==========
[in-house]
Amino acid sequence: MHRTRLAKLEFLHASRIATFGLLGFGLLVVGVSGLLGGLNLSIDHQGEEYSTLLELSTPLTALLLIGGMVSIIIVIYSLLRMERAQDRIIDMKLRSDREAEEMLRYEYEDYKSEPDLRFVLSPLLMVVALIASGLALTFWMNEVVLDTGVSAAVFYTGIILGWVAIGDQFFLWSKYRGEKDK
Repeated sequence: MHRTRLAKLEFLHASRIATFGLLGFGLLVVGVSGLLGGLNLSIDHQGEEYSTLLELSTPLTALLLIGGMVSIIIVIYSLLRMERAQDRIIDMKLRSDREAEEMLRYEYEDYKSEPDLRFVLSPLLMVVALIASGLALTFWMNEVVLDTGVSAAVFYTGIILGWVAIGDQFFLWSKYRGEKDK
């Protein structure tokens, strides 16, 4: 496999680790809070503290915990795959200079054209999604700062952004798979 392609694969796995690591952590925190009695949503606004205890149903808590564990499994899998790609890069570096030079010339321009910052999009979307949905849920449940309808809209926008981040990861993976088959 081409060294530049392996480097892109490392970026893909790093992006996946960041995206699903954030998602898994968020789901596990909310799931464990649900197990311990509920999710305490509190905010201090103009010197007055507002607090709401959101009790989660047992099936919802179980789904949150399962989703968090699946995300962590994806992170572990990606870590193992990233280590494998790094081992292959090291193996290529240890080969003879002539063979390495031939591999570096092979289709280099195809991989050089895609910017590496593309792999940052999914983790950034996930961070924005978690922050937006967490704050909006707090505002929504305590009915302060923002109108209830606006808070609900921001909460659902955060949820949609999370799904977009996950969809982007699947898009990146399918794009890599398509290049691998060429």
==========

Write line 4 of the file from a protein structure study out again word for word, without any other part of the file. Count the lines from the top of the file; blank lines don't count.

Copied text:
């Protein structure tokens, strides 16, 4: 496999680790809070503290915990795959200079054209999604700062952004798979 392609694969796995690591952590925190009695949503606004205890149903808590564990499994899998790609890069570096030079010339321009910052999009979307949905849920449940309808809209926008981040990861993976088959 081409060294530049392996480097892109490392970026893909790093992006996946960041995206699903954030998602898994968020789901596990909310799931464990649900197990311990509920999710305490509190905010201090103009010197007055507002607090709401959101009790989660047992099936919802179980789904949150399962989703968090699946995300962590994806992170572990990606870590193992990233280590494998790094081992292959090291193996290529240890080969003879002539063979390495031939591999570096092979289709280099195809991989050089895609910017590496593309792999940052999914983790950034996930961070924005978690922050937006967490704050909006707090505002929504305590009915302060923002109108209830606006808070609900921001909460659902955060949820949609999370799904977009996950969809982007699947898009990146399918794009890599398509290049691998060429």